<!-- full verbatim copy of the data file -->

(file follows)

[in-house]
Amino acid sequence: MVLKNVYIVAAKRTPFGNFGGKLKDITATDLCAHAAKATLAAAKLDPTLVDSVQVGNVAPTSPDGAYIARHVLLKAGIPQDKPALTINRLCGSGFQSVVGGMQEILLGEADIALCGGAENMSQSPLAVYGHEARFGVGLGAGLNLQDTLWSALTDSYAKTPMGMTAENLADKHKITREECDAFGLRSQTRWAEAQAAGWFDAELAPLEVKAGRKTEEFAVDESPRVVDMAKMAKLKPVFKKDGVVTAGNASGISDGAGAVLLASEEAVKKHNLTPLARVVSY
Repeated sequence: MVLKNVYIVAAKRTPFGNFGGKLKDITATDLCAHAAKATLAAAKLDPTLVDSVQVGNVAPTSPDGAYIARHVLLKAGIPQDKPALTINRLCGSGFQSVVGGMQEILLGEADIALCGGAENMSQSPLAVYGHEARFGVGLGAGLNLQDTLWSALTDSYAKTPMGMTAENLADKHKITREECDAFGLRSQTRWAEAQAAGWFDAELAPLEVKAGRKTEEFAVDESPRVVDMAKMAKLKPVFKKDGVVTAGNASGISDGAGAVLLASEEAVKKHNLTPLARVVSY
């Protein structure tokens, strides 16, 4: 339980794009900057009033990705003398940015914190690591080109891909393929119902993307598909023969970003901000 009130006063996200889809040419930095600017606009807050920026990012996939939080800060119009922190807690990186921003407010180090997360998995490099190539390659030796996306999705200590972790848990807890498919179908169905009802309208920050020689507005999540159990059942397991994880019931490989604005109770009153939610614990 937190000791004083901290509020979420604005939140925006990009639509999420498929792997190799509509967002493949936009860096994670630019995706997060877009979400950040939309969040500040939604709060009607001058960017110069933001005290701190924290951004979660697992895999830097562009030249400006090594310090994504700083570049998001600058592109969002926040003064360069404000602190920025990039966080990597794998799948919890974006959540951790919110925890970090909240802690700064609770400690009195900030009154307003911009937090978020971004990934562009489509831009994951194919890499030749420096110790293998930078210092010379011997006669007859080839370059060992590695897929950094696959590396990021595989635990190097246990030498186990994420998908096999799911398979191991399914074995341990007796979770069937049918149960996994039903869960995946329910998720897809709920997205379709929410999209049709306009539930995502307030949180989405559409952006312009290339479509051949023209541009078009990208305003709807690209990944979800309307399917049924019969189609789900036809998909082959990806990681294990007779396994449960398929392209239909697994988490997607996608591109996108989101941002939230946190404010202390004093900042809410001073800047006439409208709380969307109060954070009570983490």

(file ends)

[in-house]
Amino acid sequence: MVLKNVYIVAAKRTPFGNFGGKLKDITATDLCAHAAKATLAAAKLDPTLVDSVQVGNVAPTSPDGAYIARHVLLKAGIPQDKPALTINRLCGSGFQSVVGGMQEILLGEADIALCGGAENMSQSPLAVYGHEARFGVGLGAGLNLQDTLWSALTDSYAKTPMGMTAENLADKHKITREECDAFGLRSQTRWAEAQAAGWFDAELAPLEVKAGRKTEEFAVDESPRVVDMAKMAKLKPVFKKDGVVTAGNASGISDGAGAVLLASEEAVKKHNLTPLARVVSY
Repeated sequence: MVLKNVYIVAAKRTPFGNFGGKLKDITATDLCAHAAKATLAAAKLDPTLVDSVQVGNVAPTSPDGAYIARHVLLKAGIPQDKPALTINRLCGSGFQSVVGGMQEILLGEADIALCGGAENMSQSPLAVYGHEARFGVGLGAGLNLQDTLWSALTDSYAKTPMGMTAENLADKHKITREECDAFGLRSQTRWAEAQAAGWFDAELAPLEVKAGRKTEEFAVDESPRVVDMAKMAKLKPVFKKDGVVTAGNASGISDGAGAVLLASEEAVKKHNLTPLARVVSY
């Protein structure tokens, strides 16, 4: 339980794009900057009033990705003398940015914190690591080109891909393929119902993307598909023969970003901000 009130006063996200889809040419930095600017606009807050920026990012996939939080800060119009922190807690990186921003407010180090997360998995490099190539390659030796996306999705200590972790848990807890498919179908169905009802309208920050020689507005999540159990059942397991994880019931490989604005109770009153939610614990 937190000791004083901290509020979420604005939140925006990009639509999420498929792997190799509509967002493949936009860096994670630019995706997060877009979400950040939309969040500040939604709060009607001058960017110069933001005290701190924290951004979660697992895999830097562009030249400006090594310090994504700083570049998001600058592109969002926040003064360069404000602190920025990039966080990597794998799948919890974006959540951790919110925890970090909240802690700064609770400690009195900030009154307003911009937090978020971004990934562009489509831009994951194919890499030749420096110790293998930078210092010379011997006669007859080839370059060992590695897929950094696959590396990021595989635990190097246990030498186990994420998908096999799911398979191991399914074995341990007796979770069937049918149960996994039903869960995946329910998720897809709920997205379709929410999209049709306009539930995502307030949180989405559409952006312009290339479509051949023209541009078009990208305003709807690209990944979800309307399917049924019969189609789900036809998909082959990806990681294990007779396994449960398929392209239909697994988490997607996608591109996108989101941002939230946190404010202390004093900042809410001073800047006439409208709380969307109060954070009570983490």